Back in the 1970s, Star Trek was proving more popular in syndicated reruns than it ever was as a new show on NBC in the 1960s. Gene Roddenberry was looking for ways to capitalize on that popularity, and while attempts to revive the show in live-action were made—a movie, then a TV show, then a movie again, which finally happened in 1979—he also succeeded in reviving the series via animation by doing a deal with Filmation for an animated show that lasted twenty-two episodes.

For the first time since that animated series ended in 1974, Star Trek has produced an animated episode. In fact, they’ve done two.

[“Computer, aluminum. I mean lu…” “Illuminate?” “That’s what I said! Make it brighter!”]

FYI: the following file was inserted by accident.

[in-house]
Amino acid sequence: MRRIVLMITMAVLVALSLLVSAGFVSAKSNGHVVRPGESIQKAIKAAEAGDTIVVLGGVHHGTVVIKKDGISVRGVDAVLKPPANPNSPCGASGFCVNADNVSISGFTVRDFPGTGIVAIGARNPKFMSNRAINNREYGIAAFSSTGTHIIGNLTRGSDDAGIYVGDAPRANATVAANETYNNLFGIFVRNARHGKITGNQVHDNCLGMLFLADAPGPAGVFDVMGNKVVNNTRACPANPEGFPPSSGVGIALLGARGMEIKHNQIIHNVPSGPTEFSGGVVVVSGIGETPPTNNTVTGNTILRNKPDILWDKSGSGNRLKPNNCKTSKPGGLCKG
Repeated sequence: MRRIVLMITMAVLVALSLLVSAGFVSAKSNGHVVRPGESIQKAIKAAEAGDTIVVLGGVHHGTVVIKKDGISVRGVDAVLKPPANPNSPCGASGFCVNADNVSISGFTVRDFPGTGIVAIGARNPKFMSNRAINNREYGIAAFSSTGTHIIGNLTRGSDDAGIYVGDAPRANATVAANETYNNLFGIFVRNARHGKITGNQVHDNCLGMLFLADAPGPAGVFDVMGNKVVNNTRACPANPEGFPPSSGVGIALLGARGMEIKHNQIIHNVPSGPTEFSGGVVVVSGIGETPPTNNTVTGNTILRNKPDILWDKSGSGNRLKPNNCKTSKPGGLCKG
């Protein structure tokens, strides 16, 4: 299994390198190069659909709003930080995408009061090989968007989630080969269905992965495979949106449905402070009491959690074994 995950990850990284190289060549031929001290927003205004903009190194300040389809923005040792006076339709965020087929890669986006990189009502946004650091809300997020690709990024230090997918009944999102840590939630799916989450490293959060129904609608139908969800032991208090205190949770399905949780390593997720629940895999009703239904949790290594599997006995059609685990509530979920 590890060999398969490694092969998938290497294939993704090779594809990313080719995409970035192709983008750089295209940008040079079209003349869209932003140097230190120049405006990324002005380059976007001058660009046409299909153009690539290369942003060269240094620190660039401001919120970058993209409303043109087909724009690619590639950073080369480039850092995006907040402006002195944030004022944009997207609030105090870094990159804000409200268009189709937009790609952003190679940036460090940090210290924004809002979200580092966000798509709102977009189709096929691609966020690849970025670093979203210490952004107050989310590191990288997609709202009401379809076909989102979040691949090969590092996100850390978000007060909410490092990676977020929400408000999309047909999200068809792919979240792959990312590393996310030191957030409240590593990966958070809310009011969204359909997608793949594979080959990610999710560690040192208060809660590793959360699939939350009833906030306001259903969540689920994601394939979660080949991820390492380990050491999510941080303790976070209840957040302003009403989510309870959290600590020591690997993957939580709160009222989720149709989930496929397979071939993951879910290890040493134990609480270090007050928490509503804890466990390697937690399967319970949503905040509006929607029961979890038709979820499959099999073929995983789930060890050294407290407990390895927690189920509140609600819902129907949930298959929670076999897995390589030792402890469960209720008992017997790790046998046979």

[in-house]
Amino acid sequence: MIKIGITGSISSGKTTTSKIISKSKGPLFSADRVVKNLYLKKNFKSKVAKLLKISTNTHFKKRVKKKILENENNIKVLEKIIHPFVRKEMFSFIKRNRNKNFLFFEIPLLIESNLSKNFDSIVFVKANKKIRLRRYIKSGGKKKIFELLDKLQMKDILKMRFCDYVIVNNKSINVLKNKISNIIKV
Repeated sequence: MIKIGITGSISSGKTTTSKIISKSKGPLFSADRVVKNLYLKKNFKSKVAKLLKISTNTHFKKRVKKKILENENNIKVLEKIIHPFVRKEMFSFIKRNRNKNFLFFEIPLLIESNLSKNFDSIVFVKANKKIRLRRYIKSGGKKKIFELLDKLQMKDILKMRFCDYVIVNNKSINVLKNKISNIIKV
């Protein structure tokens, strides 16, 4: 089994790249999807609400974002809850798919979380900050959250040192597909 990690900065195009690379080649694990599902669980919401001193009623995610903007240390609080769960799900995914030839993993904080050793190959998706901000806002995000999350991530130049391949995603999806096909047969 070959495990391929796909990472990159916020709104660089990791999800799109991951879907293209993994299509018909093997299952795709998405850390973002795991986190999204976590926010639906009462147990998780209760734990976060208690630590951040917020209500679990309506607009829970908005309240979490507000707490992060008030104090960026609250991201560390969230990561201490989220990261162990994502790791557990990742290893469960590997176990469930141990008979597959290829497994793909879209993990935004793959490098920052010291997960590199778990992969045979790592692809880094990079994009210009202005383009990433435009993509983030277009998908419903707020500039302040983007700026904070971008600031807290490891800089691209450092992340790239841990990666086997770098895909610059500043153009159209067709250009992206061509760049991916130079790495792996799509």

“His name is Captain Sparklefingers!” — Shazam!

In 1940, superheroes had become the biggest thing in comics, thanks mostly to the huge success National Periodical Publications (what is now DC) with both Superman and Batman over the previous year or two. So we got lots more superheroes being created in the shadow of a world war in Europe: Timely Comics (what is now Marvel) gave us Captain America and the Sub-Mariner and the Human Torch, National also gave us Wonder Woman and the Green Lantern and the Flash, and Fawcett Publications gave us a character originally known as Captain Thunder, later Captain Marvel, who later became a DC character and who these days is known as Shazam because Timely is now called Marvel. Oh, what a tangled web we weave…

[I can see why Rocky climbed up all the way here.]

Series: 4-Color to 35-Millimeter: The Great Superhero Movie Rewatch

The Calm After the Storm — Spider-Man: Far From Home